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Microphone Mysteries Revealed, by Ted Hunter: Mic technology over the past 25 years.

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Q: “I noticed that there weren’t any microphones included in your top 25 list of products introduced in the last 25 years. Does this mean that microphone technology is complete?”

A: No, it certainly doesn’t mean that at all. It also doesn’t mean that there haven’t been some great advancements made in microphone design and technology over the past 25 years. It just means that when compiling the list of 25 of the most influential products to emerge in the 25 years since Sweetwater’s beginning, no single microphone came to mind as having had as significant an impact as, say, the Alesis ADAT, Digidesign’s Pro Tools, or Nemesys’s Gigasampler. Of course, all such lists are subjective (ever read any magazine’s list of the greatest song, video, musician, or album of all time?), and depending on your niche in the market there may be several microphones that would make your top 25 list (there certainly would be for me).

Perhaps the most significant advancement in microphone technology over the past twenty-five years has been the drop in price of studio-quality microphones; in other words, manufacturing of microphones. While the more expensive microphones on the market are still manufactured the old-fashioned way (by hand) and priced accordingly, the price of a good studio-quality large-diaphragm condenser microphone had dropped to the range of a good dynamic microphone. Companies such as RODE, Audio-Technica, and Studio Projects (and others) have introduced microphones that have set new price/performance standards, and even industry veterans such as AKG and Neumann have introduced microphones that, while certainly not the cheapest on the market, have come in at price points that nobody would have believed perhaps even ten years ago. These advancements have been driven in large part by the affordability of recording systems that take advantage of the full dynamic range and frequency response these microphones are capable of. Chances are, if the typical home studio was still recording to multitrack cassette tapes, there wouldn’t have been the demand for these microphones at the volume necessary to drive the prices down where they are.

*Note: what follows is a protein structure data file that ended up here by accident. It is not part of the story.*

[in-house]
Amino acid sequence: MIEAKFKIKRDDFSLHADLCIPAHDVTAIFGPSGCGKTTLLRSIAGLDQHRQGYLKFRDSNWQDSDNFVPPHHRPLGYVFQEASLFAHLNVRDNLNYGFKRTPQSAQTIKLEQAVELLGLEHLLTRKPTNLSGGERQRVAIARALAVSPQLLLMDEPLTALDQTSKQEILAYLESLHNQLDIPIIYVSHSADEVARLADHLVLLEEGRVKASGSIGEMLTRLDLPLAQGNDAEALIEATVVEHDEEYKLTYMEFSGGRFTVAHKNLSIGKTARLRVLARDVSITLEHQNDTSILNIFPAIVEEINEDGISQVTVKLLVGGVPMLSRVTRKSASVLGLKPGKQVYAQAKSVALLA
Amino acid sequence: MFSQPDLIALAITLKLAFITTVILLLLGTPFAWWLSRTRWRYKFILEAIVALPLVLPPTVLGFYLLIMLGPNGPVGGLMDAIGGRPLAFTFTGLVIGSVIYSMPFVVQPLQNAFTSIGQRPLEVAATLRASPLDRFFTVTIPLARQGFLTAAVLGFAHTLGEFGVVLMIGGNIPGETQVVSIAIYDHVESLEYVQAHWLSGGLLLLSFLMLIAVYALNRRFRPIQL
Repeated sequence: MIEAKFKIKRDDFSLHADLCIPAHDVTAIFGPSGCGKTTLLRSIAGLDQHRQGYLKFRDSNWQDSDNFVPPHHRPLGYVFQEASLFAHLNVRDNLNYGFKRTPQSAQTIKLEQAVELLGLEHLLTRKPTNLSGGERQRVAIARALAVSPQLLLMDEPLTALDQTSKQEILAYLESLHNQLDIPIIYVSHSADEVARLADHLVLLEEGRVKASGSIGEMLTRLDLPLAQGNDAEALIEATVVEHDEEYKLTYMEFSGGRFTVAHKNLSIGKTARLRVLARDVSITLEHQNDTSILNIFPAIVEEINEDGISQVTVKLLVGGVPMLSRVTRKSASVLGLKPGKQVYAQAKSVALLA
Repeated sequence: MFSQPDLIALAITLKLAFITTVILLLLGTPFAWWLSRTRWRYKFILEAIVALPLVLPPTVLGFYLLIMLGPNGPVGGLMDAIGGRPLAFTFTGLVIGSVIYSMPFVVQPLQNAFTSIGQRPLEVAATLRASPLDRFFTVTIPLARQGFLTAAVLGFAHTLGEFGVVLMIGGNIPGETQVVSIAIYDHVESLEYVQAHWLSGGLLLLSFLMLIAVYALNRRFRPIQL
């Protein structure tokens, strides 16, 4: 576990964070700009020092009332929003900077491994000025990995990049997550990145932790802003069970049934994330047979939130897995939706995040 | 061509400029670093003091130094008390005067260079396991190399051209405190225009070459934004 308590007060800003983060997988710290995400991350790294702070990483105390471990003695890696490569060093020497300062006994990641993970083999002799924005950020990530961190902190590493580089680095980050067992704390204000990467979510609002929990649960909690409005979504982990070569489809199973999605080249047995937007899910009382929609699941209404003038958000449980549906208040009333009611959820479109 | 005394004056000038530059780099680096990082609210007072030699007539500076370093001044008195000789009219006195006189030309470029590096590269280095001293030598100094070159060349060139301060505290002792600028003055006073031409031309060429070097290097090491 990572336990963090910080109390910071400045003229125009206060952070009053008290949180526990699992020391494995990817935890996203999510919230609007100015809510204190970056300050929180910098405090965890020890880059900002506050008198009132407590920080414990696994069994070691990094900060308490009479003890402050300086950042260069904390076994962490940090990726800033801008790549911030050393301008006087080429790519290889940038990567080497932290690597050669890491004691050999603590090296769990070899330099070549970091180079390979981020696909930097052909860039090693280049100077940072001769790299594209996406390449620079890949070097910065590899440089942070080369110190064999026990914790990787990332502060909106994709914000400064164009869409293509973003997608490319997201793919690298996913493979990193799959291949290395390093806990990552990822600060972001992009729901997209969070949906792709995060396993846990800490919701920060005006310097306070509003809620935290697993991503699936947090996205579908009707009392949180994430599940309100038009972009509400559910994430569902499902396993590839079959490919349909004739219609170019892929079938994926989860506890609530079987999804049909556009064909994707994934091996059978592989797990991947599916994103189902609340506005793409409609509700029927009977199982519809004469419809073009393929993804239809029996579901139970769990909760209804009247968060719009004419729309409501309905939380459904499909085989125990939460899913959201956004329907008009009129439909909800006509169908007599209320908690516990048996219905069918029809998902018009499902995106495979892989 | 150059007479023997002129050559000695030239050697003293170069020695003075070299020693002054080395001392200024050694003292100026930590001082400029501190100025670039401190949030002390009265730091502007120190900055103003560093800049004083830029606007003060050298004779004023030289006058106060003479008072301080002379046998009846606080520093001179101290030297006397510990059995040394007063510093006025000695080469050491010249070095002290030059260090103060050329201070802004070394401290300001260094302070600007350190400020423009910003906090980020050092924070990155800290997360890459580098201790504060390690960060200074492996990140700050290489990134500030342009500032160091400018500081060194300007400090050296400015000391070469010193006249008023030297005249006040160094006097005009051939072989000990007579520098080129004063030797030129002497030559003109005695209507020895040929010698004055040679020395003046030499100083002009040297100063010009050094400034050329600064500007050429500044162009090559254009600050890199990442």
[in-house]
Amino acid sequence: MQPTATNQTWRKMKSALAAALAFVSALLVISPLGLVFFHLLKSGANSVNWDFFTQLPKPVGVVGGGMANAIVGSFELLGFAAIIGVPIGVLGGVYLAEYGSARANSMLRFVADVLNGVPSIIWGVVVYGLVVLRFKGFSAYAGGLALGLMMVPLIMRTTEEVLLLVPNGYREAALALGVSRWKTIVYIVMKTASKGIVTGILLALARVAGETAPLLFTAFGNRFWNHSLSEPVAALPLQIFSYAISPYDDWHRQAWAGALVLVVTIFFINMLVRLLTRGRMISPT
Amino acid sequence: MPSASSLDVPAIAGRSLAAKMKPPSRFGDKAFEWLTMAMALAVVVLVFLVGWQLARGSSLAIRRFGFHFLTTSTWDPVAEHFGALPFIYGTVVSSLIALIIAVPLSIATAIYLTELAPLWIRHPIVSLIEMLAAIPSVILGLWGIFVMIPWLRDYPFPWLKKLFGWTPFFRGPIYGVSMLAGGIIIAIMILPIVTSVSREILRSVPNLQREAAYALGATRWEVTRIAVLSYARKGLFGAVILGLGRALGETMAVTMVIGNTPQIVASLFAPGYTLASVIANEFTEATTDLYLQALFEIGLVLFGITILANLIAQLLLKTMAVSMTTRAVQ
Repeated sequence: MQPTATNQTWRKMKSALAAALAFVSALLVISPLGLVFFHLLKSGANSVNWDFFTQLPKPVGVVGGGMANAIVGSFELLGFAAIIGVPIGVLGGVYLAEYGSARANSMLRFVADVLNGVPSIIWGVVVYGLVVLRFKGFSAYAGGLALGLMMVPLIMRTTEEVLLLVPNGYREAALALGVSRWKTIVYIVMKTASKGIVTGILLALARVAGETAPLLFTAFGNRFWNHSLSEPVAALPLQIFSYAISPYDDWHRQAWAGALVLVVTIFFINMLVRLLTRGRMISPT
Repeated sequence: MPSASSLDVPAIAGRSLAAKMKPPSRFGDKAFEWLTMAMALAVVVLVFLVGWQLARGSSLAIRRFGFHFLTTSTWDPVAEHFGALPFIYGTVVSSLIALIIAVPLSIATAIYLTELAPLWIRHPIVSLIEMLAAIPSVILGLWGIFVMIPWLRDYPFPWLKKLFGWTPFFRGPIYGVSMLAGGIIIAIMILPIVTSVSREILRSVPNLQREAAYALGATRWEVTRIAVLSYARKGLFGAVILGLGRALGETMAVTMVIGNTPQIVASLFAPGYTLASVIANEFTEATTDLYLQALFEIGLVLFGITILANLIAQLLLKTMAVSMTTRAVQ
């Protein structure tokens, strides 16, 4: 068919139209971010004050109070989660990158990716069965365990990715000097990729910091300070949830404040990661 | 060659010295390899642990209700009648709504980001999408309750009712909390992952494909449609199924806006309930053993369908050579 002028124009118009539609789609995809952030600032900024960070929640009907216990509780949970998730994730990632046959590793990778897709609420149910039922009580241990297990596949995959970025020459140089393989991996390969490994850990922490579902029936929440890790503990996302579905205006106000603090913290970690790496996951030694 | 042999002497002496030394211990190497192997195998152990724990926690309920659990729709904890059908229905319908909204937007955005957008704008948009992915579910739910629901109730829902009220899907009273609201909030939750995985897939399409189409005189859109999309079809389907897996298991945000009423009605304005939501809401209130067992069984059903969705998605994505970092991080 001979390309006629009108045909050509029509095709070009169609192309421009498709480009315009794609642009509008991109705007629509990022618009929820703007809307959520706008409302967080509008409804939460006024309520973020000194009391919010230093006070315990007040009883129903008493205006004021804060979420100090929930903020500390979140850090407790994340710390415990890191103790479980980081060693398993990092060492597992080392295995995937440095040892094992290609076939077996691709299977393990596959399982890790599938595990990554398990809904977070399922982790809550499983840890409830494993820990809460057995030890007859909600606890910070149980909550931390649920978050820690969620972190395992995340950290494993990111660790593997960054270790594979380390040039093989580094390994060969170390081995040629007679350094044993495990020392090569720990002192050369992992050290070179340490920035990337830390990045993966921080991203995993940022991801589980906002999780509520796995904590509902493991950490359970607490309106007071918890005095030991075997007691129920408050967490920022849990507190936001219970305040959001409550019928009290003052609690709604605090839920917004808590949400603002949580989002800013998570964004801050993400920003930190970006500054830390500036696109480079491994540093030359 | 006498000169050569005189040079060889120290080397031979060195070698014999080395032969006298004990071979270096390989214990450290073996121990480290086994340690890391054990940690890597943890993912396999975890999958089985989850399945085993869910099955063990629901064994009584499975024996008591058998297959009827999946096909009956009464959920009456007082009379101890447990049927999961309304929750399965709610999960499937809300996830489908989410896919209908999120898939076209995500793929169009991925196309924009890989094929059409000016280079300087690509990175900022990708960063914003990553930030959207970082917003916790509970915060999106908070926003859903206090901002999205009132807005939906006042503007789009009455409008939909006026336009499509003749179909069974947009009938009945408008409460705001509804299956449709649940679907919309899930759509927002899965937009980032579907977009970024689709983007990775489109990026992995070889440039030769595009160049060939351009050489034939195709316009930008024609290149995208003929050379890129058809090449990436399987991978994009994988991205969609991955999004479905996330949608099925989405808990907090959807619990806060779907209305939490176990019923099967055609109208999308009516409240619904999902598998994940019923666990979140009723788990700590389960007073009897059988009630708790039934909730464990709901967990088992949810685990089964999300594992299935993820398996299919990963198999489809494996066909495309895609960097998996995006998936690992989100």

There have also been other technological advancements in microphone design over the past twenty-five years, in all areas. Neodymium elements have provided hotter output levels with higher quality than older designs. You can run more wireless systems at once, with better quality and for much less money than ever before. Electret condenser technology has improved to the point where we see both large- and small-diaphragm electret condenser microphones in use in studios on all levels, and where they were previously considered to be cheap, almost disposable microphones, today some of the most prized studio condenser microphones utilize electret elements. Ribbon microphones, which were for a time considered to be an outdated design because of their fragility, sensitivity to the impedence of the preamp they’re connected to, and relatively low output levels, have become much more robust due to advances both in the magnets used and the ribbon elements themselves. More recently, Royer has created active ribbon microphones, which not only have output levels on par with their condenser counterparts, but also are much less sensitive to impedence of the preamp they’re connected to (BLUE has also created an active dynamic microphone which offers the same advantages over traditional dynamic microphones, which have similar issues but to a lesser extent). And Beyerdynamic and Neumann have both come out with condenser microphones with direct digital outputs, which are from a technical perspective miles beyond any of the other microphones on the market. It’s still a little early to judge the impact they, or any of the other recent advancements, will have on the market, but who knows? Maybe our thirty-year list will have a few of these microphones on it, or another microphone that hasn’t even been created yet…

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